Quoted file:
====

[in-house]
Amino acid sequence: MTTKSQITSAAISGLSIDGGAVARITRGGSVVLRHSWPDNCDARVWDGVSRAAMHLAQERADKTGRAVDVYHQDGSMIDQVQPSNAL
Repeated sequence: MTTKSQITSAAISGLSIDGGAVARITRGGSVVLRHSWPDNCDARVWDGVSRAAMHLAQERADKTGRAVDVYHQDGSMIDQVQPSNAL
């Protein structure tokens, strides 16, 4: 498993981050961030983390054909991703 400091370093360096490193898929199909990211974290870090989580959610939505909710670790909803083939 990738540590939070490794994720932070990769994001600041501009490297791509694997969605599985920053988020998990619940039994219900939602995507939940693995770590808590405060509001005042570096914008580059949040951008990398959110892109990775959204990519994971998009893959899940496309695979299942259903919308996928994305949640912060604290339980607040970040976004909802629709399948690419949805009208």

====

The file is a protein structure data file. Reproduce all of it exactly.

[in-house]
Amino acid sequence: MTTKSQITSAAISGLSIDGGAVARITRGGSVVLRHSWPDNCDARVWDGVSRAAMHLAQERADKTGRAVDVYHQDGSMIDQVQPSNAL
Repeated sequence: MTTKSQITSAAISGLSIDGGAVARITRGGSVVLRHSWPDNCDARVWDGVSRAAMHLAQERADKTGRAVDVYHQDGSMIDQVQPSNAL
């Protein structure tokens, strides 16, 4: 498993981050961030983390054909991703 400091370093360096490193898929199909990211974290870090989580959610939505909710670790909803083939 990738540590939070490794994720932070990769994001600041501009490297791509694997969605599985920053988020998990619940039994219900939602995507939940693995770590808590405060509001005042570096914008580059949040951008990398959110892109990775959204990519994971998009893959899940496309695979299942259903919308996928994305949640912060604290339980607040970040976004909802629709399948690419949805009208």